McAuley, James W. and Tonge, Jon (2011) One Day in July: Blood, Thunder and Street Politics in Belfast. In: Understanding the Social World Conference 2011, 13th - 15th July 2011, University of Huddersfield. (Unpublished)

The Orange Order is a large and complex voluntary, communal organisation. While it once claimed a membership of up to 120,000 (one in three of all Protestant males in Northern Ireland) the current strength of the Grand Orange Lodge of Ireland (GOLI) is estimated at somewhere around forty thousand members. Nonetheless, for many Protestants the Order continues to offer a central focus for social life, and although its political and religious importance has declined in recent years it still retains an important influence in those areas, and as an expression of political identity.

This paper further focuses on patterns of socialisation across Orangeism and its role in the maintenance of the ‘Orange tradition’. These reinforce, and in turn are reinforced by strong self-perpetuating political frames and discourses within Orangeism. It draws directly upon ethnographic study and public iconography (especially its parading tradition), declarations and texts produced by the Orange Order (mainly taken from the monthly publication, Orange Standard) and on material drawn from interviews with members draw from the largest survey ever undertaken. It considers how these have been used to position the organisation, through political and cultural reactions to recent events in Ireland.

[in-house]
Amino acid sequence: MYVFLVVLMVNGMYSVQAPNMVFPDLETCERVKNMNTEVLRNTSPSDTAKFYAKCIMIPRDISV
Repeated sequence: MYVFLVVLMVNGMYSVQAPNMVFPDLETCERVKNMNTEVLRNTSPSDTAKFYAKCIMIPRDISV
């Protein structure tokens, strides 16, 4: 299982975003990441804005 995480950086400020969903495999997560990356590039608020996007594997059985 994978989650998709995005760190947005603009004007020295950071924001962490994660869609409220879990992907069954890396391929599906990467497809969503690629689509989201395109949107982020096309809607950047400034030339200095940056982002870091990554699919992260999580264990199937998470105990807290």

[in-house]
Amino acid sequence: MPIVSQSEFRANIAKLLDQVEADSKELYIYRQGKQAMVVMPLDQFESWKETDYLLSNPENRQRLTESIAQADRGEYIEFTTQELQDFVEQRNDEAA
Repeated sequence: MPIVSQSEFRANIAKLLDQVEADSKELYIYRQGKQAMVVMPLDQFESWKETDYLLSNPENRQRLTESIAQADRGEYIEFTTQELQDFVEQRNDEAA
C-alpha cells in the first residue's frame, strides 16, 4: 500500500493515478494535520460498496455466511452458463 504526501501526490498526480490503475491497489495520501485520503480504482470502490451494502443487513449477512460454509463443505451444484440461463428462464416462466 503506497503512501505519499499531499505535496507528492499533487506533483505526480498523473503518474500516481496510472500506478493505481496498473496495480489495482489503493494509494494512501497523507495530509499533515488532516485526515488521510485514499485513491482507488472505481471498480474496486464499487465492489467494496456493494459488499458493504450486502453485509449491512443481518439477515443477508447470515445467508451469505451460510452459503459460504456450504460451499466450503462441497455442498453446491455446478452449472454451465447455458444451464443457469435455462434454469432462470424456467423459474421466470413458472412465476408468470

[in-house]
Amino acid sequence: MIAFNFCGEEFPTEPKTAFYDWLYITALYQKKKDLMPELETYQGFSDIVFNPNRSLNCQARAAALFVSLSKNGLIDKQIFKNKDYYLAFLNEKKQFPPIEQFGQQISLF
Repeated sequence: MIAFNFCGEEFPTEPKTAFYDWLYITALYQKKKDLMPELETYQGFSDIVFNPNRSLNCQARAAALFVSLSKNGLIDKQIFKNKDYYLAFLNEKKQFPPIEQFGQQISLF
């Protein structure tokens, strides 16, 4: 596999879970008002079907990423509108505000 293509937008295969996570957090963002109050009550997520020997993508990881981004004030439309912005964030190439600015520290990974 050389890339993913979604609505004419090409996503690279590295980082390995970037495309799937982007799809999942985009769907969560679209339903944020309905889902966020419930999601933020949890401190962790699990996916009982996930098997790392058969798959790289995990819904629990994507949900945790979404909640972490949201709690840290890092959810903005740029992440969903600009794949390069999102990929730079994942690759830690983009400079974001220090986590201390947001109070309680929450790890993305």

In so doing it identifies directly public declarations and texts produced by the Orange Order and those carried in its monthly publication, the Orange Standard and utilises material drawn from interviews with members to identify collective memories and identity construction within Orangeism. Through the analysis of in-depth interviews with its membership we highlight the Orange Order as a marker of ethnic identity and strong signifier of social and political belonging.

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